Are you now motivated to start a career as a data analyst? Congratulation! You have chosen a lucrative, geographically flexible and extremely secure career in an up-and-coming field. We have summarized the most important points for you so that you can start the learning process directly:

Each of these books will bring you closer to your goal:

  • Data Analytics Made Accessible, by A. Maheshwar: If we had to pick one book for an absolute newbie to data science, this would be it. Data Analytics Made Accessible explains data analysis in a simple way and promotes basic understanding through: Concrete examples from practice, an intuitively organized layout and summarizing case studies at the end of each chapter.
  • Python Data Science Handbook, by Jake VanderPlas: Recent data shows that Python is still the leading language for data science and machine learning. As a data scientist, you will work on numerous tasks. Most of your time, however, will be spent on data manipulation and data cleansing. This is exactly where the Python Data Science Handbook comes into play.
  • Predictive Analytics: The Power to Predict Who Will Click, Buy, Lie, or Die by E. Siegel: We added predictive analytics to our list because, like no other, access unlocks the power of big data. From a business perspective, predictive analytics is used to analyze current data and historical facts in order to better understand customers, products and competitors and to identify potential risks and opportunities for a company.
  • Data Smart: Using Data Science to Transform Information into Insight, by J. W. Foreman: Microsoft Excel - endless tabular widths. Data Smart is useful reading for anyone with some background knowledge of applied mathematics and an installed Microsoft Excel. An absolute recommendation for all business professionals who work with data sets.
  • Creating Value with Social Media Analytics, by Gohar F. Khan: If you want to work a lot with data, you should also be familiar with the most important KPIs in the social media world. This latest text from Khan provides a clear and concise understanding of the business value created by social media data. Some prior knowledge is definitely an advantage for this reading.


Which experts should you definitely follow?

  • Dean Abbott is Co-Founder and Chief Data Scientist at SmarterHQ and Founder and President of Abbott Analytics. He is co-author of the IBM SPSS Modeler Cookbook and author of Applied Predictive Analytics. Follow his blog.
  • Kenneth Cukier is a data editor at The Economist. He is co-author of the book "Big Data: A Revolution That Will Change Our Life, Work and Thinking" and a well-booked speaker. Here you can find one of his many fascinating TED Talks.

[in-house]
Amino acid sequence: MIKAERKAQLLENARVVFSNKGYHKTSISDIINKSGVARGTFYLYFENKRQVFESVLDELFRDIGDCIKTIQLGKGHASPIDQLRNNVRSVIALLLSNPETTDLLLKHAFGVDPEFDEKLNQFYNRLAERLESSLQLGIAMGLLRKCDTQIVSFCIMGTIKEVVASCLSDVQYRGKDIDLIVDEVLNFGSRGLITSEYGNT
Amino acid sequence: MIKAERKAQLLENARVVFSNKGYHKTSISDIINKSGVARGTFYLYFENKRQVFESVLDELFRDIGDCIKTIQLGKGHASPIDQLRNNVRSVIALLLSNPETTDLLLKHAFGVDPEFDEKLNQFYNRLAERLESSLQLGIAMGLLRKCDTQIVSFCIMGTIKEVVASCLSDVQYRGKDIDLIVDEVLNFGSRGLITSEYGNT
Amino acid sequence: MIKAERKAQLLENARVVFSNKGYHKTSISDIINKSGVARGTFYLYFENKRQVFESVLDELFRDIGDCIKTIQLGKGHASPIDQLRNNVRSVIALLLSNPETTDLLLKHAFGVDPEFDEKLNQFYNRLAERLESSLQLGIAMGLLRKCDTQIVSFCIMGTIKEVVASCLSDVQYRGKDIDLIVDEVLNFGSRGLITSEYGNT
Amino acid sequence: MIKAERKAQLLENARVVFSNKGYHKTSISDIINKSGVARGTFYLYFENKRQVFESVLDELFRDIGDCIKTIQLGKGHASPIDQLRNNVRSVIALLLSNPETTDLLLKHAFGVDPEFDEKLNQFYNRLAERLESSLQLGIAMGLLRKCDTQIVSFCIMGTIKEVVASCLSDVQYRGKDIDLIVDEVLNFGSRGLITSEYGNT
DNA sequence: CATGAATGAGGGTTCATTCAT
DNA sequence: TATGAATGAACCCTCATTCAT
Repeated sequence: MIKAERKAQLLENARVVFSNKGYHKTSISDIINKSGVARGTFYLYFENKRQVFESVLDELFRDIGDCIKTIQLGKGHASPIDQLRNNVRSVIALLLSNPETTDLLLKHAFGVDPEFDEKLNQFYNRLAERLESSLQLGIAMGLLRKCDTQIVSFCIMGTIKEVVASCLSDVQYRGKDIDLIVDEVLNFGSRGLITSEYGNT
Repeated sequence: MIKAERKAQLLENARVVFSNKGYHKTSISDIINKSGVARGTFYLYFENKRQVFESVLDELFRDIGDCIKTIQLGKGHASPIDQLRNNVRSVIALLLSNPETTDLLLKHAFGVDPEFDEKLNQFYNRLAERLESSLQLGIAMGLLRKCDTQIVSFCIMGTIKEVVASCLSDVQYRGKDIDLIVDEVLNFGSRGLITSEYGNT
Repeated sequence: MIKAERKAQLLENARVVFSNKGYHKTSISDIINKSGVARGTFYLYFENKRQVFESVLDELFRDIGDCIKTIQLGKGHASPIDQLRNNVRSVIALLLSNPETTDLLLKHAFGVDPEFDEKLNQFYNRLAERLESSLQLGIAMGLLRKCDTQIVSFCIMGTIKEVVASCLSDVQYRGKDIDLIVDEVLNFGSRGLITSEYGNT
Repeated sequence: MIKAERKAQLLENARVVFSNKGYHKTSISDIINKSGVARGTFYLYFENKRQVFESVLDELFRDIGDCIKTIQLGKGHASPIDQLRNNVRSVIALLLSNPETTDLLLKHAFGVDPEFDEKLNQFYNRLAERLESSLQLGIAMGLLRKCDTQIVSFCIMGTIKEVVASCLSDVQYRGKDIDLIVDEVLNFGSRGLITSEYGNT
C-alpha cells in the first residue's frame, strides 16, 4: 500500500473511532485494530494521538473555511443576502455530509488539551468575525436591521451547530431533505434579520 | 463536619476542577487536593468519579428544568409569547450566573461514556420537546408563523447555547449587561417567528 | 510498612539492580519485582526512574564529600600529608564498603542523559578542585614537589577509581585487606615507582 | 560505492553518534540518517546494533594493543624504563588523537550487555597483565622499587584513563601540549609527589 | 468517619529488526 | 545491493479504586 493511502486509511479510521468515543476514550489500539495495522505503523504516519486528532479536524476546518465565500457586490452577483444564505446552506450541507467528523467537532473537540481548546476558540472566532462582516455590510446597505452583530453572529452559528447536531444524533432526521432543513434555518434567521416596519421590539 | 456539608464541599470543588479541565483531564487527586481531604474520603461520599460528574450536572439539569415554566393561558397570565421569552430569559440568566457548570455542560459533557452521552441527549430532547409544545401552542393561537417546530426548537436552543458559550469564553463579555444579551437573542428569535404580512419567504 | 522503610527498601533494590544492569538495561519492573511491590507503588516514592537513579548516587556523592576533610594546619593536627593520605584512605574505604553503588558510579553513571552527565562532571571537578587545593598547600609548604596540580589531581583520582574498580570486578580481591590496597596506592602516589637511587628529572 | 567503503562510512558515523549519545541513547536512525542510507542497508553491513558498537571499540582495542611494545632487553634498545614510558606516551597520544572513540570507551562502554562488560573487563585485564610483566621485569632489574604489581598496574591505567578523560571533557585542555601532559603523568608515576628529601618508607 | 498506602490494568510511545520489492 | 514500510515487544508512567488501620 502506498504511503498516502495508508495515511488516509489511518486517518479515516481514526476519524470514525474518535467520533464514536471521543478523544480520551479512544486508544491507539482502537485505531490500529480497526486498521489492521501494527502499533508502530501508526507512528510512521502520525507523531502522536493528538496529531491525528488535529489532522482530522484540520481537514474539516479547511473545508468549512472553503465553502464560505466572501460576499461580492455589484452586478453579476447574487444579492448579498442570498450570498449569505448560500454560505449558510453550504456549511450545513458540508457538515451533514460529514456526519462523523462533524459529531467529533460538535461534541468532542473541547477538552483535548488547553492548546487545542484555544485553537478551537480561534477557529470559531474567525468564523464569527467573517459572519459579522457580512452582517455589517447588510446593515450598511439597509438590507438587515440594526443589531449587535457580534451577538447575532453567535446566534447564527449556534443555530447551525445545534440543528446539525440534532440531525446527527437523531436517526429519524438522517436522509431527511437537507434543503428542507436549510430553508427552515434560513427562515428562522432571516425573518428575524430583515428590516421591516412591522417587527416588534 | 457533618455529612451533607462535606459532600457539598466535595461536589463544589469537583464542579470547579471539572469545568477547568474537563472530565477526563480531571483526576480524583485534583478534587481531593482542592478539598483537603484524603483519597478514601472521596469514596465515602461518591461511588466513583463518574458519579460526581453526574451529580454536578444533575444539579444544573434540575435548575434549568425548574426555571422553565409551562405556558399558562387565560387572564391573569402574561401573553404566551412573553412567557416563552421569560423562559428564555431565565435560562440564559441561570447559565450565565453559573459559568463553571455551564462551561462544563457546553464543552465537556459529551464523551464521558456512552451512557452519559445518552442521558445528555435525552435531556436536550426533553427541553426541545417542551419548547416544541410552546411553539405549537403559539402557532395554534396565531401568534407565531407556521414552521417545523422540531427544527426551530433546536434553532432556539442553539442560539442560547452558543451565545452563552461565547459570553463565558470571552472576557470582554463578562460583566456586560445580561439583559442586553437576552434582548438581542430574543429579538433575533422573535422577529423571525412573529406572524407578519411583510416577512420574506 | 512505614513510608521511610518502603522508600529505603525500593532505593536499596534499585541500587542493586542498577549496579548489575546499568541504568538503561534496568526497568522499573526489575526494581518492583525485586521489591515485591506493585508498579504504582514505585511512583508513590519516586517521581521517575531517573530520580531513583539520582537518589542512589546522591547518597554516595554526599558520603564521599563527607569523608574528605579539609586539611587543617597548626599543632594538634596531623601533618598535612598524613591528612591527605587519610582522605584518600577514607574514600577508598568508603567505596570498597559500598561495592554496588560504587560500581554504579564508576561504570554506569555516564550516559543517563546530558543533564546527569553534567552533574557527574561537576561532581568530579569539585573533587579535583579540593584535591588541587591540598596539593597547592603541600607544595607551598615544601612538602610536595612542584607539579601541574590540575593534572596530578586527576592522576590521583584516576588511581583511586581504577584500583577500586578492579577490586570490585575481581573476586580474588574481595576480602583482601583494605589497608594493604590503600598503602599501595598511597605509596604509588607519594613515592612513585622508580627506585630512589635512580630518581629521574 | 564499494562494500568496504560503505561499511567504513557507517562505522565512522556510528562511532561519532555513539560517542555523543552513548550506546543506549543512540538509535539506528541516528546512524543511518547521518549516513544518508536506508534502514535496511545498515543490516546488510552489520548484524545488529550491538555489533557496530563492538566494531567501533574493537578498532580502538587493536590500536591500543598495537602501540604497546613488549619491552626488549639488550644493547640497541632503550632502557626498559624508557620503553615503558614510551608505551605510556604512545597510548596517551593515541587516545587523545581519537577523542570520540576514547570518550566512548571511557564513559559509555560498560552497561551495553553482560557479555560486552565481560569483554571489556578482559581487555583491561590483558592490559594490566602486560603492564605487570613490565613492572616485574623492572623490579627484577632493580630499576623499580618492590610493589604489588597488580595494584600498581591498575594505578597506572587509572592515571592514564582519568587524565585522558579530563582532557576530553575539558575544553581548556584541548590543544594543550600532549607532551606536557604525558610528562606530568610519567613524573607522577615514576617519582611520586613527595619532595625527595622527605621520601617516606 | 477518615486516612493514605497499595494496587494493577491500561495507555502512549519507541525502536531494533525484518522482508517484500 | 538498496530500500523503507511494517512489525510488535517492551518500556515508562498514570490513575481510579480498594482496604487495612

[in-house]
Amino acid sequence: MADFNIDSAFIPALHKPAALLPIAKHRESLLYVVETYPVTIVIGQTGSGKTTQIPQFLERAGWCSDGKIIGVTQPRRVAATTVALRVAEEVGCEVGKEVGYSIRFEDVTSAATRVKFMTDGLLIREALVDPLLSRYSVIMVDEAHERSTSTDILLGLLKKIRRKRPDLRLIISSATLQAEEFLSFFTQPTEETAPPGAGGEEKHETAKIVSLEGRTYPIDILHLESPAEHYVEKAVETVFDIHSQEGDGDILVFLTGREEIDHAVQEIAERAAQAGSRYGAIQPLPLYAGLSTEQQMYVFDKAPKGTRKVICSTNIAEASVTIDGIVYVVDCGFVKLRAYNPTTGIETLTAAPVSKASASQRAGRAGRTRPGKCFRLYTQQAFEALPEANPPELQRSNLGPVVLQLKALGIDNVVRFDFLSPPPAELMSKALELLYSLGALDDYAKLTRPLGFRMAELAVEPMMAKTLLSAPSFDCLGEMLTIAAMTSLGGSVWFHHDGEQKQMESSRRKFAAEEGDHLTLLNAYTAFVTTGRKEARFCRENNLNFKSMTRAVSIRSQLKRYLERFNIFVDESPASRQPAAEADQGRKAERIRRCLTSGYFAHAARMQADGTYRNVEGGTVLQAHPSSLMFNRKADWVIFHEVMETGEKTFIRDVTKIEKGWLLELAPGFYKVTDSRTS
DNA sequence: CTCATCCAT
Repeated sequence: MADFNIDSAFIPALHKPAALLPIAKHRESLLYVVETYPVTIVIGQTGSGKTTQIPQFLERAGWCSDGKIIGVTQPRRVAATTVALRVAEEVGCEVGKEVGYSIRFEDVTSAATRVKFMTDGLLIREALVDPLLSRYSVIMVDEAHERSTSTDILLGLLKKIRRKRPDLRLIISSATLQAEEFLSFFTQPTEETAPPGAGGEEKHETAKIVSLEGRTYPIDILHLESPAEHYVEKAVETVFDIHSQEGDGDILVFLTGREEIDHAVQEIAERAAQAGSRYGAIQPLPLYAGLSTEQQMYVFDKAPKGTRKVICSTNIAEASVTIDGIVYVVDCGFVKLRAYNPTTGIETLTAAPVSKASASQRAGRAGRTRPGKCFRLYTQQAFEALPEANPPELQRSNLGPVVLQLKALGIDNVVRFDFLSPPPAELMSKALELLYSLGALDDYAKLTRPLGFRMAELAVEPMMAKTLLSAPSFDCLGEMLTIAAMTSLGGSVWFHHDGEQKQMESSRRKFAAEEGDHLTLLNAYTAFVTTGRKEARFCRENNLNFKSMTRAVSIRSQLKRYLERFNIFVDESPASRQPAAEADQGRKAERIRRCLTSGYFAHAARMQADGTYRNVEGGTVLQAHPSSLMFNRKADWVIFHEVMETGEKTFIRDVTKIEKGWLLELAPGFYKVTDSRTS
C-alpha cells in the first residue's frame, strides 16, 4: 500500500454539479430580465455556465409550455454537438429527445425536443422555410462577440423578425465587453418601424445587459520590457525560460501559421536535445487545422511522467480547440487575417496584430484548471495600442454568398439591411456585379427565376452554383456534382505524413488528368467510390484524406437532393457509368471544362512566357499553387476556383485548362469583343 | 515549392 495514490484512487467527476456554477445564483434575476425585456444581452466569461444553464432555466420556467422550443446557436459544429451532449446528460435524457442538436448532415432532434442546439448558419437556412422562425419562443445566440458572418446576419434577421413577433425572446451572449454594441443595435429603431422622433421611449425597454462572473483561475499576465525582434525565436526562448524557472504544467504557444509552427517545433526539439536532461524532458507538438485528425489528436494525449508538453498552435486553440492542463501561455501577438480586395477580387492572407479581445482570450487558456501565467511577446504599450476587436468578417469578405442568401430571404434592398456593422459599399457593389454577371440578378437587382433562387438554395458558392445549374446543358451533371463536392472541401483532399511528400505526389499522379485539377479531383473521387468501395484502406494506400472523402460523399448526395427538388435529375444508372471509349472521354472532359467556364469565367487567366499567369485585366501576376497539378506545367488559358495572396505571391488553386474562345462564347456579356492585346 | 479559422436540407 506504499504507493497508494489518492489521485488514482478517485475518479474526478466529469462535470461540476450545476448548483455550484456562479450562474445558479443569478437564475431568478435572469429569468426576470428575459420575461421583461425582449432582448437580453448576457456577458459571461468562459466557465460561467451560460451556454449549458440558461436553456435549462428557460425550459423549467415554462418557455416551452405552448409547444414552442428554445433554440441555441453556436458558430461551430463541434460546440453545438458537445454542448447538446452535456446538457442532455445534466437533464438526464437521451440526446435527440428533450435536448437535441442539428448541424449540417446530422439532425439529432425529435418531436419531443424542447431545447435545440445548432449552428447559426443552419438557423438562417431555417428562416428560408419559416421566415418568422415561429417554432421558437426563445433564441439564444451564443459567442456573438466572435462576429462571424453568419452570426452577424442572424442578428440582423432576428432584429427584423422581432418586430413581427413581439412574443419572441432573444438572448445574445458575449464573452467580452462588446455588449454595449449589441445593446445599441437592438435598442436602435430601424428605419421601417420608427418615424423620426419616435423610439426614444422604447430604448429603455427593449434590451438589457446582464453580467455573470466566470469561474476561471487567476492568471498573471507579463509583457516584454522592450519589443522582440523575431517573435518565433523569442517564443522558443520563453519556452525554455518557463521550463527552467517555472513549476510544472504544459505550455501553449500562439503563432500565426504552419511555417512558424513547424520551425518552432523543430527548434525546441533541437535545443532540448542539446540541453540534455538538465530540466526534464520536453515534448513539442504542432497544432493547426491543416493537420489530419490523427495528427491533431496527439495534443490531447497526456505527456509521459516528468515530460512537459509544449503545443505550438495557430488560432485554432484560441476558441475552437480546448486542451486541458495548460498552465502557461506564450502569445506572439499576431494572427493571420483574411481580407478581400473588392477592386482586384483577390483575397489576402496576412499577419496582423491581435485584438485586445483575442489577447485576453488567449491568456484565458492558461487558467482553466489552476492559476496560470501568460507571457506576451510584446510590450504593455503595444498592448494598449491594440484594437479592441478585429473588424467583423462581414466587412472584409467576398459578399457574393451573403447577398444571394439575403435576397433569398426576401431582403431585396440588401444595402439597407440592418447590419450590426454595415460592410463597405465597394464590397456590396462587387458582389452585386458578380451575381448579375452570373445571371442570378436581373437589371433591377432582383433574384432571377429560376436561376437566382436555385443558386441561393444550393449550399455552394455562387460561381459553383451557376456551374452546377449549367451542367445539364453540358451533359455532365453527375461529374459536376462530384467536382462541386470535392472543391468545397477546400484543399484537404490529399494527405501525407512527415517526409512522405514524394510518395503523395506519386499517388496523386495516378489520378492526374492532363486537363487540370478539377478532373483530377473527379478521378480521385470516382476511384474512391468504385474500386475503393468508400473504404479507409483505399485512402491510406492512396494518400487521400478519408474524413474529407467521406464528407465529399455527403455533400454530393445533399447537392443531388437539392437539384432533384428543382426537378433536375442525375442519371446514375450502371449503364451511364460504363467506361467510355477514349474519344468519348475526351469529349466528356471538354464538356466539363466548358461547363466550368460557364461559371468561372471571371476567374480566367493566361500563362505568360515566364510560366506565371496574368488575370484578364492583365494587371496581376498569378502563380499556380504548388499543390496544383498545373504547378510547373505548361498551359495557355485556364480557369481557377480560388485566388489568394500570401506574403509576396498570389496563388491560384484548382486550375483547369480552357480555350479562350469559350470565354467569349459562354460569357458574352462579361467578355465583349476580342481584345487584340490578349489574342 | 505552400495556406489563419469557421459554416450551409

• Bernard Marr, Founder and CEO of the Advanced Performance Institute, regularly advises companies and government organizations on how to get better insights from their data. He contributes to the World Economic Forum and is listed by LinkedIn as one of the world's 50 leading business influencers.


Which tools are essential for data analysts?

Gone are the days when you could tame the existing amount of data with a single tool. Nowadays more and especially the following 5 are needed:

  • Microsoft Excel: The classic among data analysis tools offers a multitude of functions, from sorting and processing data to displaying this data in the form of diagrams. It can be used for all kinds of arithmetic operations, as well as statistical, technical and financial operations.
  • SAS: SAS is a software suite developed by the SAS Institute for advanced analytics, predictive modeling, business intelligence and data management. It provides numerous data management and data analysis tasks and is an excellent analysis tool for experienced users. SAS can handle pretty much any kind of statistical modeling and also large amounts of data without any problems.
  • R Programming: The direct competition for SAS is R, a programming language and software environment for statistical calculations and graphics. It is an excellent tool that can be used to perform any type of statistical analysis. It's also open source and free software to experiment with. R has a strong package ecosystem that makes working with it a lot easier.
  • SQL: SQL (Structured Query Language) is a special programming language for communication and administration of a database, especially in an RDBMS or RDSMS.
  • Python: Python is a widely used, general-purpose programming language that is easy to learn, contains easy-to-read lines of code, and is open source. It is very fast and has a large library base for statistical analysis.